Intravesical gemcitabine/docetaxel as an alternative therapy for patients with non-muscle-invasive bladder cancer

by Michael A. O'Donnell and Mohamad Abou Chakra , Medical Xpress

NMIBC: non-muscle invasive bladder cancer; BCG: Bacillus Calmette-Guérin; Gem: gemcitabine; Doce: docetaxel. Parts of the figure were drawn using Servier Medical Art, licensed under a Creative Commons Attribution 3.0 Unported License (

NMIBC: non-muscle invasive bladder cancer; BCG: Bacillus Calmette-Guérin; Gem: gemcitabine; Doce: docetaxel. Parts of the figure were drawn using Servier Medical Art, licensed under a Creative Commons Attribution 3.0 Unported License (

Bladder cancer is one of the more common cancers worldwide. It is considered a major health care problem with a high financial burden. Of these cases, 75% are non-muscle-invasive, which characterizes dangerous diseases with a high risk of recurrence (up to 70% within five years of diagnosis) and progression (up to 40% within five years of diagnosis).

Treatment relies on a risk stratification strategy where risk groups are identified based on tumor characteristics and recurrence history: low risk, intermediate risk and high risk.

The treatment guidelines for non-muscle-invasive bladder cancer (NMIBC) consist of endoscopic resection of the tumor, then administration of drugs into the bladder (intravesical therapy), typically with weekly instillation for six weeks (induction therapy) followed by additional instillations (maintenance therapy) every three or six months or monthly for one to three years.

Intravesical bacillus Calmette-Guerin (tuberculosis vaccine) has been used as adjuvant therapy by urologists since 1976. Because of its reliable reduction in both recurrence and progression, it has become the standard of care for the treatment of HR NMIBC.

Unfortunately, despite its good clinical activity, BCG fails approximately 40% of patients in two years, leading to an ever-present need to develop rescue agents to avoid the need for bladder removal (cystectomy).

Since 2012, when contamination occurred at one of the two major suppliers of BCG resulting in its permanent closure, BCG has been in a worldwide shortage situation. While multiple trials were launched to investigate the use of alternative therapies such as intravesical chemotherapy, immunotherapy and gene therapy, both as a substitute for BCG as well as rescue treatment after BCG failure, none provided the same level of efficacy, safety and affordability of BCG, until recently.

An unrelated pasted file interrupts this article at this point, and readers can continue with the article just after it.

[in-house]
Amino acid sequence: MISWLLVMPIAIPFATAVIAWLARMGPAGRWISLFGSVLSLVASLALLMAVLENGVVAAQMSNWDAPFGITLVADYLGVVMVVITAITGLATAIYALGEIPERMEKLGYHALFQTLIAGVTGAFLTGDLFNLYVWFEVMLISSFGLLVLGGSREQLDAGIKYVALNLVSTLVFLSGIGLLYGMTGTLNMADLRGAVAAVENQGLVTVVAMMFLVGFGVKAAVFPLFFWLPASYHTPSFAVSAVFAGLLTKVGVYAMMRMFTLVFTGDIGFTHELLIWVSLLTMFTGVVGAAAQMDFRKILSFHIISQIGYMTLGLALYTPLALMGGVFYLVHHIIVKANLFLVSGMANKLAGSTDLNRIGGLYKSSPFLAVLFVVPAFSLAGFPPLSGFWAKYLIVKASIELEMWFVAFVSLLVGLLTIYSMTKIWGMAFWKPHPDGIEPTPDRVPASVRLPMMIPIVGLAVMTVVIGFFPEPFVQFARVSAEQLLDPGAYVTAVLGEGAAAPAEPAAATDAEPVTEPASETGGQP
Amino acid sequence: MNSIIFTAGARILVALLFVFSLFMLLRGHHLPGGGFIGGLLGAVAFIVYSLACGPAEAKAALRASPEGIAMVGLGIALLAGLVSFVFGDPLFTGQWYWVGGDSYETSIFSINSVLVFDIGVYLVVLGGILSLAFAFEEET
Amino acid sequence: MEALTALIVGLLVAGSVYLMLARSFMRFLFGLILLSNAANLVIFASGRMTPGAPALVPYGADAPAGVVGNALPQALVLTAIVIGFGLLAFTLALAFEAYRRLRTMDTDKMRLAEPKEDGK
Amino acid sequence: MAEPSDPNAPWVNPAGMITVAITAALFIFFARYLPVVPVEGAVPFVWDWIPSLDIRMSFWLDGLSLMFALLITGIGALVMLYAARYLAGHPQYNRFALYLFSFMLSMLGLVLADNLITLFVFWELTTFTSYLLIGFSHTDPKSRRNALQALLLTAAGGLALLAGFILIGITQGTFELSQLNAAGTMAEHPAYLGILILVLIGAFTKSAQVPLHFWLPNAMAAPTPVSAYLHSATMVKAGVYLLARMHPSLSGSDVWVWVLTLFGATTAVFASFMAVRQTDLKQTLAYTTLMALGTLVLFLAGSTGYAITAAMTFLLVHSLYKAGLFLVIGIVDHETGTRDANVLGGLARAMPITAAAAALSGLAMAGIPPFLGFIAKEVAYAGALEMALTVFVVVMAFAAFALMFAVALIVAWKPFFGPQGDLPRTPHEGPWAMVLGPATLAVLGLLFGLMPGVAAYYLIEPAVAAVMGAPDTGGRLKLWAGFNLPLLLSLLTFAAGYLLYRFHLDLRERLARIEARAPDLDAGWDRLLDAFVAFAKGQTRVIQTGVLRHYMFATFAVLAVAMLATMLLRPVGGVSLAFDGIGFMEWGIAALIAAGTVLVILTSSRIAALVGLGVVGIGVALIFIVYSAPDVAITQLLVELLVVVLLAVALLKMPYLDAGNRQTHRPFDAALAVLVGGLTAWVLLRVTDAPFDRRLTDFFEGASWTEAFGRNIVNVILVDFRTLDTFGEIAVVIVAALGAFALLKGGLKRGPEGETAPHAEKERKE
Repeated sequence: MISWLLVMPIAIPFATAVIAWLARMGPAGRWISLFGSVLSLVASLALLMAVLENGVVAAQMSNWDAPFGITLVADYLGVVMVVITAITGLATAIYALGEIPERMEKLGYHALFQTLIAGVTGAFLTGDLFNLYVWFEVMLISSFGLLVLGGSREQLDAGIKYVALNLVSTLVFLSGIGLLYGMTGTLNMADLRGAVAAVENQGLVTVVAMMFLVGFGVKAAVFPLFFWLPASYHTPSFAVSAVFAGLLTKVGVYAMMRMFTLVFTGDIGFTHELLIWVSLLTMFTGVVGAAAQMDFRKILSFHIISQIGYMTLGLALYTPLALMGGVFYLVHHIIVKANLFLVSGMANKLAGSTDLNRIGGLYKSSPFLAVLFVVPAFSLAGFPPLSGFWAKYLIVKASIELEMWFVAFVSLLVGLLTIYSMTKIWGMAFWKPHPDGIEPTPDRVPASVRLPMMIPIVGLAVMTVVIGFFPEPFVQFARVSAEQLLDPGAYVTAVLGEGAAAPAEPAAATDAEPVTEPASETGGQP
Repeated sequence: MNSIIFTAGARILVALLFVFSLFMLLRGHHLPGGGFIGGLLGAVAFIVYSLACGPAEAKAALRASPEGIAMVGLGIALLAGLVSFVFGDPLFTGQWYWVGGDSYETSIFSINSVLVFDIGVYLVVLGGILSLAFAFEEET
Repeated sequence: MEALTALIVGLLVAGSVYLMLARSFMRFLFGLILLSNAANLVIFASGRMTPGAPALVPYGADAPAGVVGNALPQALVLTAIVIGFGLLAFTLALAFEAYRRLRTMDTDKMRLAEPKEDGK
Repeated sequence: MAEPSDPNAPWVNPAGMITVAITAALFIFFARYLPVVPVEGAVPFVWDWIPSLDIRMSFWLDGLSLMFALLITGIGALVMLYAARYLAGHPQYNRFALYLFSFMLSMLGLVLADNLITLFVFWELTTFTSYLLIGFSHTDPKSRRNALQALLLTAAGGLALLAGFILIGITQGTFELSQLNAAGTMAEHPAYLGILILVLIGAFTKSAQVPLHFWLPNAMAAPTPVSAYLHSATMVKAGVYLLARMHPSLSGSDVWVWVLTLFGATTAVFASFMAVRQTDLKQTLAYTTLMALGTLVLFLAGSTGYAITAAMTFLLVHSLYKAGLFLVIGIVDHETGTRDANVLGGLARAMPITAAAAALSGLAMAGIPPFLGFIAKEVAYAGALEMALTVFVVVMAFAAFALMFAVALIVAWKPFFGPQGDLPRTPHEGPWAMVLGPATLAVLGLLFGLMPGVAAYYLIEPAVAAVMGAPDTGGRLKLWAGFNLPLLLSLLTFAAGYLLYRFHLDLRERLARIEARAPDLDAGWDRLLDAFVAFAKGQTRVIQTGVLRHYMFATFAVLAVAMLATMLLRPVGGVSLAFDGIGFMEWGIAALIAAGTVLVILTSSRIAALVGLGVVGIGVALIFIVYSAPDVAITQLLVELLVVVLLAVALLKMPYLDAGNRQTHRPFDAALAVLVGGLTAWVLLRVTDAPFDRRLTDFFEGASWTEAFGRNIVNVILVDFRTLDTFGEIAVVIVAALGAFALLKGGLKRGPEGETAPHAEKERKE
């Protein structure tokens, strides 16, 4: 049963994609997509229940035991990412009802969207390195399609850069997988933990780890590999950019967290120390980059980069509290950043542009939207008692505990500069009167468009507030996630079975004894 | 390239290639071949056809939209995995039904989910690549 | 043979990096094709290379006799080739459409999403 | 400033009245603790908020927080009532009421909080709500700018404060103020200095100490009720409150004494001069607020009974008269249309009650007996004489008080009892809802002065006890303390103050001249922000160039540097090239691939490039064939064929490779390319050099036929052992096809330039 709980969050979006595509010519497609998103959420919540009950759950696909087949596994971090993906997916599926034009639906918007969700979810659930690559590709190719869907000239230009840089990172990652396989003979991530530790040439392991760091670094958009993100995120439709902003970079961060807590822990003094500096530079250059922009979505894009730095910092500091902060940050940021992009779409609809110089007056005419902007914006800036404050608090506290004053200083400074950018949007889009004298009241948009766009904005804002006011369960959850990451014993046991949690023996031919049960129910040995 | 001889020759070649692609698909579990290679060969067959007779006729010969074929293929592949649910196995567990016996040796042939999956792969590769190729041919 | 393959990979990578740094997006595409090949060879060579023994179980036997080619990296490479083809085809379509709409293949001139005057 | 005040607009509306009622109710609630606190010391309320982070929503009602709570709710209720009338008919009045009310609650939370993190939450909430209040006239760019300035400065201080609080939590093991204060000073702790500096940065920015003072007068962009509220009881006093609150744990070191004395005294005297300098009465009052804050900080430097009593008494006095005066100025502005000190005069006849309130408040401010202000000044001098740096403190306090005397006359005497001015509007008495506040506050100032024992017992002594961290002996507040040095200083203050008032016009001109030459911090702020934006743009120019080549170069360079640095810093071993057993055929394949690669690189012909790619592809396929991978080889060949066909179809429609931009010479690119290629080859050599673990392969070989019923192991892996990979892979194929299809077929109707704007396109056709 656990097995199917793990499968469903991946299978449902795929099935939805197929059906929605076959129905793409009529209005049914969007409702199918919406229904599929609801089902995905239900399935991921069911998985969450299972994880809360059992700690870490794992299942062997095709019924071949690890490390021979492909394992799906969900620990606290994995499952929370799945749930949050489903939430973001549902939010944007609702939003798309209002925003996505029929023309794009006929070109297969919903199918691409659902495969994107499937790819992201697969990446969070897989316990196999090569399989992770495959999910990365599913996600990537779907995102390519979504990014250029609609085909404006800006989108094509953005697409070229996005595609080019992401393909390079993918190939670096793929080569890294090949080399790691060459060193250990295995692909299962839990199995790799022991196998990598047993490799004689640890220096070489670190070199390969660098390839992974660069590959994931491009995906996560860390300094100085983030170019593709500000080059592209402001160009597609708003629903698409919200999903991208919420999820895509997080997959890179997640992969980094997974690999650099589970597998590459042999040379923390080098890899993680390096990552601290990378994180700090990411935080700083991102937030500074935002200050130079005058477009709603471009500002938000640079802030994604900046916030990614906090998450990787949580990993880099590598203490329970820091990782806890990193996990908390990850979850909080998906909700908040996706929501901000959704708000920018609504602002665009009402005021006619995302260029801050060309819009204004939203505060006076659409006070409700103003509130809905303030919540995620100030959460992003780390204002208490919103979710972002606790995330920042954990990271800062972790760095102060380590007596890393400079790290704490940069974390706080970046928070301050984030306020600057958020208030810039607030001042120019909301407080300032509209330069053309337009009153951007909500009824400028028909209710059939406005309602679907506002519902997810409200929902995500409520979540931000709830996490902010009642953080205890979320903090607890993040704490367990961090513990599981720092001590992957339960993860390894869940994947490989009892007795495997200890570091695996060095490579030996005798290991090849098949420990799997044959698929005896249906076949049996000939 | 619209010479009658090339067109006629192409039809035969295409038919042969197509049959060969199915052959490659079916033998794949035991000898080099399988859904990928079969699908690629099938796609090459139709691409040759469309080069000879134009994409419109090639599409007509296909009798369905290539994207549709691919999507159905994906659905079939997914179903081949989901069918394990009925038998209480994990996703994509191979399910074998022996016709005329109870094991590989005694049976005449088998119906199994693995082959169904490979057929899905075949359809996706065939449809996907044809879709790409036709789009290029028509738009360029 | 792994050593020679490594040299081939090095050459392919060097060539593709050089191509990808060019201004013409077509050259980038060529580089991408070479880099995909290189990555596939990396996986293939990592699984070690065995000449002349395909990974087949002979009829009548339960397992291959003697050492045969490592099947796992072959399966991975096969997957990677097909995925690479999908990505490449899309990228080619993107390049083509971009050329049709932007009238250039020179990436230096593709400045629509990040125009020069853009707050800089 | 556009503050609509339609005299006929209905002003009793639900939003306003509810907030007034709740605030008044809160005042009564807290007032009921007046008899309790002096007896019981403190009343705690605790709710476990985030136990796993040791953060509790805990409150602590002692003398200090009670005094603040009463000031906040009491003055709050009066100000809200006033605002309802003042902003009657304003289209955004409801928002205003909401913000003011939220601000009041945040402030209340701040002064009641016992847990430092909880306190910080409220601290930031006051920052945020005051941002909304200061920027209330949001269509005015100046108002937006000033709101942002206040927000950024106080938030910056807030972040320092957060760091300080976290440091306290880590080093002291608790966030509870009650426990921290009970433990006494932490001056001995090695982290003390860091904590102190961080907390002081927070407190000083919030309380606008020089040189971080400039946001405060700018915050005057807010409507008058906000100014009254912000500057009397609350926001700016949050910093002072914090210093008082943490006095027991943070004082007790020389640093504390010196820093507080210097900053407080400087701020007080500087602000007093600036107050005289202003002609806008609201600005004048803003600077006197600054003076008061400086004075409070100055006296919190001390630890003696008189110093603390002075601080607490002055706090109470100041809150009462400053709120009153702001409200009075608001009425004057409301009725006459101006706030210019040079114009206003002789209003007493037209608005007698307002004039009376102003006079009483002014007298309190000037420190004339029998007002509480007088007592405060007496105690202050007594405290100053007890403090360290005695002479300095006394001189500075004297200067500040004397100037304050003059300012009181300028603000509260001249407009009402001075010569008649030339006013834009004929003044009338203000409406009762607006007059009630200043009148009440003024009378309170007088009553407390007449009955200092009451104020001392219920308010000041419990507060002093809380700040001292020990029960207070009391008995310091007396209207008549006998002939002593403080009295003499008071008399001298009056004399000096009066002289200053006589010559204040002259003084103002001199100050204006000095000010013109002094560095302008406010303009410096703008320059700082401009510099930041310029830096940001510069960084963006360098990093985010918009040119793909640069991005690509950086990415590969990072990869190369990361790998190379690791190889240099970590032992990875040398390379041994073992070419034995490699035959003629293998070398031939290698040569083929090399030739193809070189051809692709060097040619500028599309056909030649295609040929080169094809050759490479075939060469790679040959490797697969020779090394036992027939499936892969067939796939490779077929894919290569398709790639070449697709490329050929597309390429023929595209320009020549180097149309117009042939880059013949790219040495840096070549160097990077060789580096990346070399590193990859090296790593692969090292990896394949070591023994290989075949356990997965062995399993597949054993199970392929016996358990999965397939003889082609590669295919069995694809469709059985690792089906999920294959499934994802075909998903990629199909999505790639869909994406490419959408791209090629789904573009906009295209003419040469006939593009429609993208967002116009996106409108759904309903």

One of the most promising new strategies for NMIBC is the combination of intravesical chemotherapy drugs used as sequential therapy, one drug after the other, with one-hour bladder dwell time for each drug. Initial results with gemcitabine (Gem) and mitomycin C (MMC) appeared promising but shortages in MMC led to the need to substitute docetaxel (Doce) for MMC to create Gem/Doce.

Both were developed by Dr. Michael O'Donnell, professor and director of urologic oncology, at the University of Iowa (UI) in the U.S. Results for Gem/Doce were first reported in 2015 and since then it has been reported in more than 500 patients by multiple institutions.

To summarize the recent data accumulating on combination intravesical sequential chemotherapy for NMIBC, we performed a systematic review that has been published in Expert Opinion on Pharmacotherapy. We included data from 15 trials that were relevant to our aim that included data on Gem/MMC or Gem/Doce.

However, while reports of Gem/MMC were limited to failed BCG patients, with the evolving BCG shortage, Gem/Doce found a use for not only failed BCG patients but as a substitute for patients never previously receiving BCG (BCG naïve).

Efficacy in terms of cancer recurrence was expressed in terms of 24-month, recurrence-free survival. In the BCG-naive group, the 24mRFS for Gem/Doce was ~77% for both HR (all high-grade) and IR (almost all low-grade) diseases. In the HR NMIBC BCG-failure setting, the overall 24mRFS for Gem/Doce was 42%.

Interestingly, Gem/MMC performed similarly well for BCG failures. In terms of side effects, the documented toxicity of Gem/Doce was found to be generally mild in most studies with roughly half of patients reporting no side effects. Grade III (serious) or higher adverse events were rare (<1%). The results for Gem/MMC were also generally mild with rare Grade III toxicity.